Tuesday, April 01, 2008

The Churchill Series - Apr. 1, 2008

(One of a series of weekday posts about the life of Winston S. Churchill.)

John Strange Spencer Churchill, Winston’s only brother and sibling, was born Feb. 4, 1880, in Dublin, Ireland, where the boys’ father, Lord Randolph, was serving as Vice-Regent.

Young Winston had turned fivc just a few months before on Nov. 30, 1874. Sixty-five years later, Churchil recalled the day: “I remember my father coming into my bedroom at Vice-Regal Lodge in Dublin and telling me,‘You have a little brother.’”

Shortly thereafter, the family returned to England.

The brothers’ parents were indifferent to their emotional needs and often away, even at Christmas. When they were at home, the parents often arranged for the boys to stay elsewhere, lest they distract the Churchills from political and social pursuits.

But Winston and Jack were not totally denied the care and attention parents owe their children. They received them from their nanny, Ann Elizabeth Everest, whom Winston called "my nurse."

“My nurse was my confidante, Churchill later wrote. “Mrs. Everest it was who looked after me and tended all my wants. It was to her I poured out my many troubles.”

Everest had been employed when Winston was a baby. As a toddler he began calling her “Woom,” and would continue doing so throughout his life.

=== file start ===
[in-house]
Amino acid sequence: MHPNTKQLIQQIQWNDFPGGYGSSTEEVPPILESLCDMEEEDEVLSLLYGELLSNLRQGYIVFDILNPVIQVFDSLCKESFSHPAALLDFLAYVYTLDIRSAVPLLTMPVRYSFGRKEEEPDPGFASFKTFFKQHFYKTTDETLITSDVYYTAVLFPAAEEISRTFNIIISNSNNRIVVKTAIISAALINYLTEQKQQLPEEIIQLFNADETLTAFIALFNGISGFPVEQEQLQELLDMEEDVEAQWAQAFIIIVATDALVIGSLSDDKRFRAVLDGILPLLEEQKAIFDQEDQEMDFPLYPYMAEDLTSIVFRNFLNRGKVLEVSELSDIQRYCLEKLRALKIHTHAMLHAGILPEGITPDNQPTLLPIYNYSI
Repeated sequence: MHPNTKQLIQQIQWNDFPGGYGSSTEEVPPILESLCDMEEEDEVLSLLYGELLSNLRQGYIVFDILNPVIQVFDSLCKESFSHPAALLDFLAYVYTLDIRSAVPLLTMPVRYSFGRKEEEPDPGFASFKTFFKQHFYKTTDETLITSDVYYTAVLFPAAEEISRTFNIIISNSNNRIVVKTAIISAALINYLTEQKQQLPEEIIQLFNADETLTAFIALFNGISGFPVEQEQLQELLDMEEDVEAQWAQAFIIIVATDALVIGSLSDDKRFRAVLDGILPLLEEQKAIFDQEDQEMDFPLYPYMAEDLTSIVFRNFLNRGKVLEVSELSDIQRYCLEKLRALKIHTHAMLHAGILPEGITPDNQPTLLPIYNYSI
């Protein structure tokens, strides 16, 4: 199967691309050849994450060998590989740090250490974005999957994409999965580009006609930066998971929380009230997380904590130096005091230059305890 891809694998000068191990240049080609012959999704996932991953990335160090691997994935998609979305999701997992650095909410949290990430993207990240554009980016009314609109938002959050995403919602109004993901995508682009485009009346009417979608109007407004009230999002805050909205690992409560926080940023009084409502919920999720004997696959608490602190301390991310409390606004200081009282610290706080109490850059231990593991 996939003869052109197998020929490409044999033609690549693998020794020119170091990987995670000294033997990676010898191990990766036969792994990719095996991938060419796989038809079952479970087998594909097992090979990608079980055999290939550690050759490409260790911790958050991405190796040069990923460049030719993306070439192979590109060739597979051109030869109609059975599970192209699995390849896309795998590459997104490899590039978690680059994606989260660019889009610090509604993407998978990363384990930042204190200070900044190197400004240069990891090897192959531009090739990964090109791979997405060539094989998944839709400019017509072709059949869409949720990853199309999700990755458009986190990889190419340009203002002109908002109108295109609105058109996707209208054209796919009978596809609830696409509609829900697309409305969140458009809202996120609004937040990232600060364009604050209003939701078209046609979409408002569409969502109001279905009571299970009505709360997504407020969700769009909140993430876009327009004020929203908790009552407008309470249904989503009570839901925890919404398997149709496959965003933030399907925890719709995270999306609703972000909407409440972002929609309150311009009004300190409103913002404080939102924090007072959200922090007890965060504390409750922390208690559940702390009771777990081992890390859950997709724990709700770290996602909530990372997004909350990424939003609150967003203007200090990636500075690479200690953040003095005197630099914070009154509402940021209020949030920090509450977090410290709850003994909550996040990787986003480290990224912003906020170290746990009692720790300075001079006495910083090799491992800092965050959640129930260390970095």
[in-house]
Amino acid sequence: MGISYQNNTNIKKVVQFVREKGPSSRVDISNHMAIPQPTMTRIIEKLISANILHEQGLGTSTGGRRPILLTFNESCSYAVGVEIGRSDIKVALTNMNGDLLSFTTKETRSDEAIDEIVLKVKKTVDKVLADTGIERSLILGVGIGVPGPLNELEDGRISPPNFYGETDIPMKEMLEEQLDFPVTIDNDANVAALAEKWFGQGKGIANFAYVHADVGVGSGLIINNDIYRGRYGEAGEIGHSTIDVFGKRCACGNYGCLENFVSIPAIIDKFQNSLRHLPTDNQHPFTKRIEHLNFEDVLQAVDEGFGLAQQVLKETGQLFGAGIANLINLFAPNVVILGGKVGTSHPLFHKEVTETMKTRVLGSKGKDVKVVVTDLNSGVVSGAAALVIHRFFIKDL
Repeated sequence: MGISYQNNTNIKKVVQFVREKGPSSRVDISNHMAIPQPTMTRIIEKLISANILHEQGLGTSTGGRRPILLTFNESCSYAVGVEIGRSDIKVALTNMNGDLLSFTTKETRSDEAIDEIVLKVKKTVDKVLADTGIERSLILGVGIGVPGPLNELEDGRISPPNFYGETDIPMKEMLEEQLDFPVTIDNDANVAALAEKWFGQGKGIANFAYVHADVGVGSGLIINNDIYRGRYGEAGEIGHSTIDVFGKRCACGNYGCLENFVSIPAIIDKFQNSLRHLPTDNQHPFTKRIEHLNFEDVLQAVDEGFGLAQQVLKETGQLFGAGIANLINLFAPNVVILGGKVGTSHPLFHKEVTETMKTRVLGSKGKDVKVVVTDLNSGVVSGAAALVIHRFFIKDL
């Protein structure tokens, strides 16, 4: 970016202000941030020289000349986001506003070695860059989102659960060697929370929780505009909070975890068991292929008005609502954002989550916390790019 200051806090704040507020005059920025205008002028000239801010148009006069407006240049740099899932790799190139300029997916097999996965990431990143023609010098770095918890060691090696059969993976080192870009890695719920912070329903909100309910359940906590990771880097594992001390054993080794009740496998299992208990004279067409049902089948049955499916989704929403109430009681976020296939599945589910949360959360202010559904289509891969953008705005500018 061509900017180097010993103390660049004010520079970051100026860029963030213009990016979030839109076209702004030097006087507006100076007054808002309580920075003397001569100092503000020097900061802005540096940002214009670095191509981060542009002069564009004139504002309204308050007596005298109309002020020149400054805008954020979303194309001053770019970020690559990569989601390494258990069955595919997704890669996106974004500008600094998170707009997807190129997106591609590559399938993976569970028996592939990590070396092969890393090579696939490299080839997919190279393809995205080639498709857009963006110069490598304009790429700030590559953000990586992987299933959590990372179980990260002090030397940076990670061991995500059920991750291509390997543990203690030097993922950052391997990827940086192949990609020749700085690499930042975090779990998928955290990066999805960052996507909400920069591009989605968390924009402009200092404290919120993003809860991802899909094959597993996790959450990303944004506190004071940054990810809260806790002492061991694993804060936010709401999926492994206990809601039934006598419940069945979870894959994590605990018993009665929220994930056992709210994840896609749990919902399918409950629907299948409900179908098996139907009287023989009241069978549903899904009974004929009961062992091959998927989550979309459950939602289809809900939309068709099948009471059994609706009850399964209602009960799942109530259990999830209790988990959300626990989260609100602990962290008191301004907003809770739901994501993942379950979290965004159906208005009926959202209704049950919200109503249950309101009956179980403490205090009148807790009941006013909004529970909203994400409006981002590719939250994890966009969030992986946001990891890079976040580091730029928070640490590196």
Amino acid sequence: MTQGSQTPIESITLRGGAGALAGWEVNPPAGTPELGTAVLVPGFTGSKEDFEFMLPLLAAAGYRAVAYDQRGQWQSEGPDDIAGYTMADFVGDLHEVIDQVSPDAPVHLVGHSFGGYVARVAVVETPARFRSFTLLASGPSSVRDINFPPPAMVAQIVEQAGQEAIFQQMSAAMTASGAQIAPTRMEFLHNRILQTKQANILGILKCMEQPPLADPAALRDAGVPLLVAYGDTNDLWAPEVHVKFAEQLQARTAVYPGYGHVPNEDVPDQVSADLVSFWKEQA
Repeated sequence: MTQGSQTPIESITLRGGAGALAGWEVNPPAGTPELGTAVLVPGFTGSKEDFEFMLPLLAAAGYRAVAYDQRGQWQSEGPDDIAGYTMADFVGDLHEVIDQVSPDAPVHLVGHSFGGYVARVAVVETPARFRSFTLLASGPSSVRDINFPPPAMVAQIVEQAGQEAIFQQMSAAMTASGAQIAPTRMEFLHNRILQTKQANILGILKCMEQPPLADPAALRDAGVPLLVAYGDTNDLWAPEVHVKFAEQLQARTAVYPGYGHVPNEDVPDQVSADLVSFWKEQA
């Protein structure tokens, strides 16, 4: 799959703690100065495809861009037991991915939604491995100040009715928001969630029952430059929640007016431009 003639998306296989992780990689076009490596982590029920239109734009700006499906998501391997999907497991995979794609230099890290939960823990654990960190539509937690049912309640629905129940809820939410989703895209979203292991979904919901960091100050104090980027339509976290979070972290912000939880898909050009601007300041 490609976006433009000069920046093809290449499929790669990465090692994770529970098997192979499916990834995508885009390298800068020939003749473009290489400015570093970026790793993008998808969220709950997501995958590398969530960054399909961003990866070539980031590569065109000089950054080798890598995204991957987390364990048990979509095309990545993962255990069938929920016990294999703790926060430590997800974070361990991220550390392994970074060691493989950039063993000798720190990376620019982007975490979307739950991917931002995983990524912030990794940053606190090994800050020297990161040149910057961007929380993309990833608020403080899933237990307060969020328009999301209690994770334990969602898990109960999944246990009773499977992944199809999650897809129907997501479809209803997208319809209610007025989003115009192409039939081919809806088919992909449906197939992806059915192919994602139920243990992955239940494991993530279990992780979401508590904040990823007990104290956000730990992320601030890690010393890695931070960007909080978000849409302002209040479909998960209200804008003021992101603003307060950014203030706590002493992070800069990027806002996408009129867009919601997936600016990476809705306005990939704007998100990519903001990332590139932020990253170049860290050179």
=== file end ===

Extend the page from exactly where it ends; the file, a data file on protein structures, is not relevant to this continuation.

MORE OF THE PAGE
With Jack’s birth Woom was no longer just “Winnie’s nanny;” she became “the boys’ nanny.”

Mrs. Everest gave Jack the same deep affection and care she gave Winston.

Jack’s birth and Woom’s care, really love, for Jack young Winston with the first great crisis of his life.

A five year old can be very angry and resentful when a sib arrives. Often, those emotions are directed savagely at parents, cherished caregivers and/or the sib. The hostile feelings can last a lifetime.

But a five year old can also take on a “big brother, big sister” role, “helping” parents or caregivers nurture the new sib.

We know how Winston resolved his crisis. Whatever anger or resentment he may have felt toward his parents, “Woom” and Jack, must have been slight or well-repressed.

Historians and documents I’ve read note no change in Winston’s feelings or behavior toward “Woom” following Jack’s birth. What we know of the brothers’ relationship in their early years suggests it was then as it was during their adult years: warm, affectionate and caring; in a word: loving.

A five year old who resolves a great crisis in the way Churchill did has taken a long stride toward confident, caring adulthood. He’s beginning to learn that what he holds most dear may be threatened but that he has within himself the resources to master such threats and preserve what’s most dear.

The old expression comes to mind: “The child is father to the man.”
Churchill's recollection of his father telling him of Jack's birth is found in Martin Gilbert's Churchill: A Life (p. 2). This post draws on that work, John Keegan's Winston Churchill, and Speaking for Themselves: The Personal Letters of Winston and Clementine Churchill (Mary Soames, Editor) for background.

The discussion regarding Jack’s birth as a crisis and Winston's resolution of it is my responsibility.